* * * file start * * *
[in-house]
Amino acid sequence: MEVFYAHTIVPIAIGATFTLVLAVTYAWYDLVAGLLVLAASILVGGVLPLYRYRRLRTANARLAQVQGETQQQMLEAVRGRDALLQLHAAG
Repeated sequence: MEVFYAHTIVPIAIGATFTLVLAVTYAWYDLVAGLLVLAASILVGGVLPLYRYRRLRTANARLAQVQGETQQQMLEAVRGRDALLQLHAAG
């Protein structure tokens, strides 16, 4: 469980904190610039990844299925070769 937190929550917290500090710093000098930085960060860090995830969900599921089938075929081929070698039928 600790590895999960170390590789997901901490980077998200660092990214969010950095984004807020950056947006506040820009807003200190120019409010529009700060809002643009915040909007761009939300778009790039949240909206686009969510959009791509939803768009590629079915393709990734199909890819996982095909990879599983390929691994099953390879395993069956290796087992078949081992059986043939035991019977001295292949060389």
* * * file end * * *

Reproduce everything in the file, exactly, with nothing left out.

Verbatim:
[in-house]
Amino acid sequence: MEVFYAHTIVPIAIGATFTLVLAVTYAWYDLVAGLLVLAASILVGGVLPLYRYRRLRTANARLAQVQGETQQQMLEAVRGRDALLQLHAAG
Repeated sequence: MEVFYAHTIVPIAIGATFTLVLAVTYAWYDLVAGLLVLAASILVGGVLPLYRYRRLRTANARLAQVQGETQQQMLEAVRGRDALLQLHAAG
């Protein structure tokens, strides 16, 4: 469980904190610039990844299925070769 937190929550917290500090710093000098930085960060860090995830969900599921089938075929081929070698039928 600790590895999960170390590789997901901490980077998200660092990214969010950095984004807020950056947006506040820009807003200190120019409010529009700060809002643009915040909007761009939300778009790039949240909206686009969510959009791509939803768009590629079915393709990734199909890819996982095909990879599983390929691994099953390879395993069956290796087992078949081992059986043939035991019977001295292949060389």